Artistic Director Christopher Newton was at the helm during the Shaw Festival’s iconic production of Peter Pan.
On the day that my daughter and I went to see the play in Niagara On The Lake, I received a theatre program. Inside, Christopher Newton shared his thoughts on his love for author J.M. Barrie’s book, Peter Pan.
As I read it, he conveyed to me some Peter Pan magic of his own.
In an effort to prepare for directing Peter Pan, Christopher decided to visit the town he grew up in. What better place to find some insight into his boyhood roots he thought.
After all, Peter Pan is best known as the boy who never grew up.
His first stop was the home he had lived in while he was a young boy.
Of course, the house looked familiar as he viewed it from the sidewalk standing by the front gate. But somehow, the scene seemed all wrong.
The magic that he had anticipated at the thought of visiting his childhood home just wasn’t materializing.
After a few moments, he had a thought.
As he stood by the gate, he squatted down to half his size.
Then he grabbed the steel rungs just like he did as a boy.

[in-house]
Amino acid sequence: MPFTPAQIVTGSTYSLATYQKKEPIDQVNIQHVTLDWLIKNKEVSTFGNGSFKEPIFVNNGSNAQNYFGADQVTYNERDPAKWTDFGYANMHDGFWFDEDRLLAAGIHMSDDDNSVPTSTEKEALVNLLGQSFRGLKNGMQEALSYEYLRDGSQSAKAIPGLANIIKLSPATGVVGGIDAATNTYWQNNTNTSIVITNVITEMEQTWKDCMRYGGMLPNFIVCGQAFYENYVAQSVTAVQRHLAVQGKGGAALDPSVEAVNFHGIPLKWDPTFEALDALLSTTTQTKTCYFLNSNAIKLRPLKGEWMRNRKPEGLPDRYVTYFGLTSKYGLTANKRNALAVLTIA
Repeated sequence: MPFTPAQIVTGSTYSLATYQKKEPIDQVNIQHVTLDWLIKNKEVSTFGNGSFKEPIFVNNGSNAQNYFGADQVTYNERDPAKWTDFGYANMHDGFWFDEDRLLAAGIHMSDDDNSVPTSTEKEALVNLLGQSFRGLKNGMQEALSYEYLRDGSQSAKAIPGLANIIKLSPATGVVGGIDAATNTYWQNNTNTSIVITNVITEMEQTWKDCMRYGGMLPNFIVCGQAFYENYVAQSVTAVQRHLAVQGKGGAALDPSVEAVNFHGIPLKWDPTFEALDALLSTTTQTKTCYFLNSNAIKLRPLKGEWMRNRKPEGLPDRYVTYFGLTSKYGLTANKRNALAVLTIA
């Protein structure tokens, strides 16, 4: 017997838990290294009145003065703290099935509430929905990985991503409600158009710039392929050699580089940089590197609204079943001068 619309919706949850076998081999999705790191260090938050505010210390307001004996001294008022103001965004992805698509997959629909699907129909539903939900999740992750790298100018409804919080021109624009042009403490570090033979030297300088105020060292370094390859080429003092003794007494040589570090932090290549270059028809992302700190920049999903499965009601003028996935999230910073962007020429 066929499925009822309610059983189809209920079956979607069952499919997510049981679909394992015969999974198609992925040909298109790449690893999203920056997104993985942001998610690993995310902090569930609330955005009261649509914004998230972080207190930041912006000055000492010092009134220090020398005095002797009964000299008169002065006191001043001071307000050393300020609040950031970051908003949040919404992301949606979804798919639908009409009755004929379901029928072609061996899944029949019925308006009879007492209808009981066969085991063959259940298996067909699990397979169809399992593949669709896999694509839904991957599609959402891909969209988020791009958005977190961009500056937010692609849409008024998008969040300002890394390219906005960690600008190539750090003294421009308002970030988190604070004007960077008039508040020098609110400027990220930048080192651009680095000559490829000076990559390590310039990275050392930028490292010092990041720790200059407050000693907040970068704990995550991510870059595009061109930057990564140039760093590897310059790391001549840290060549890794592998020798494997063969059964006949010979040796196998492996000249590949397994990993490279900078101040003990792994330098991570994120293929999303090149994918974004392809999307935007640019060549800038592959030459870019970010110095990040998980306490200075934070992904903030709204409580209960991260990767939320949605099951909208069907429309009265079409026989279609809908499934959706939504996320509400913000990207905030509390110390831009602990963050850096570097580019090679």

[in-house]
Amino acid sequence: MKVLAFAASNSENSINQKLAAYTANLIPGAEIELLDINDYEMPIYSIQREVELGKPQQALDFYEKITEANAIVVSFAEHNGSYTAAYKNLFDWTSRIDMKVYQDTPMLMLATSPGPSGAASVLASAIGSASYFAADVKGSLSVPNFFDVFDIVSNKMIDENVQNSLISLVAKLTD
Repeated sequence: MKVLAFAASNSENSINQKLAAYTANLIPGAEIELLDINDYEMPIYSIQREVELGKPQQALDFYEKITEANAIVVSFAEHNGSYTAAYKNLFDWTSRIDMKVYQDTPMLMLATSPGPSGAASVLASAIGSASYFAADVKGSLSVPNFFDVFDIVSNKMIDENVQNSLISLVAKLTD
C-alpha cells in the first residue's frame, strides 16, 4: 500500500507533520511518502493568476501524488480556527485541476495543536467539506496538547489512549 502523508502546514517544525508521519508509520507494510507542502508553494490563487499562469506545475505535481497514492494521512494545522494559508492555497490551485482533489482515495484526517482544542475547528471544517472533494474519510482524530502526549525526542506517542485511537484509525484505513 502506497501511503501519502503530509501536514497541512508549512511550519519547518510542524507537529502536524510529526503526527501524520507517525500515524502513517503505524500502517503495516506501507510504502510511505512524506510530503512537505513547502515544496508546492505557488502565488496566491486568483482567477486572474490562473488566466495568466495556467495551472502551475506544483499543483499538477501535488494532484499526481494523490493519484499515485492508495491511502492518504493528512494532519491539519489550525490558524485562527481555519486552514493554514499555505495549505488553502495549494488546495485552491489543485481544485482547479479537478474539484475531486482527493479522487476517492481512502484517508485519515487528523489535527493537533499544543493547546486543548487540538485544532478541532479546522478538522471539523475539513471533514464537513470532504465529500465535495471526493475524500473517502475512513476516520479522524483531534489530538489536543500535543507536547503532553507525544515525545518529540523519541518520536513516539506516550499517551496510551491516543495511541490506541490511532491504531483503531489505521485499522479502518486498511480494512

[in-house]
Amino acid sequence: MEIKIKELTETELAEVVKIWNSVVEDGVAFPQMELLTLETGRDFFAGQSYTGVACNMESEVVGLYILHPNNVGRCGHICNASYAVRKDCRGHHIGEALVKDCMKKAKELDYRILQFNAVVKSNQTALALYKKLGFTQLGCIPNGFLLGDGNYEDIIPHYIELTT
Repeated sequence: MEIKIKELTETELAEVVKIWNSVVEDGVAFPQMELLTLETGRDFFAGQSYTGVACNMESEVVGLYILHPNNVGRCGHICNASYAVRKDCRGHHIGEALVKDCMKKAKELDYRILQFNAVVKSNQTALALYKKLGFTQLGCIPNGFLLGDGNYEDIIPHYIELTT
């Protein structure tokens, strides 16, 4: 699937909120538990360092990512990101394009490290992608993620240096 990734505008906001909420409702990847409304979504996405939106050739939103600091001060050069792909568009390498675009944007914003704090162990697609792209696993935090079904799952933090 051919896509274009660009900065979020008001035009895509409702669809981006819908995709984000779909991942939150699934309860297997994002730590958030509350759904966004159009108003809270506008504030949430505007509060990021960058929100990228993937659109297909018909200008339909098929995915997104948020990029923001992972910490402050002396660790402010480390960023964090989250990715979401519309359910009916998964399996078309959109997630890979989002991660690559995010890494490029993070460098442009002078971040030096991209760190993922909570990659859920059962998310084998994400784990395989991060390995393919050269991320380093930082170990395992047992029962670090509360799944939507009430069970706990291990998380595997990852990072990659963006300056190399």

He continued to peer into the front yard.
Gazing at his old house at the same height he would have been at ten years old he could feel his boyhood visions fall back into place.
Suddenly, the insight that had failed him only moments ago flooded back into his memory and he was ten years old again.
All it took was a simple adjustment to his vantage point.
As I read this narrative, it occurred to me that even the slightest shift in viewpoint can lead to a path on which I might find my own elusive magic moment.
Thank you Christopher Newton…
Thank you J.M. Barrie…
And of course,
Thank you Peter Pan…
Thank you for validating what I have believed all along…
Even as an adult, when the moment is right it’s okay to to affirm to myself that:
“I do believe in fairies.”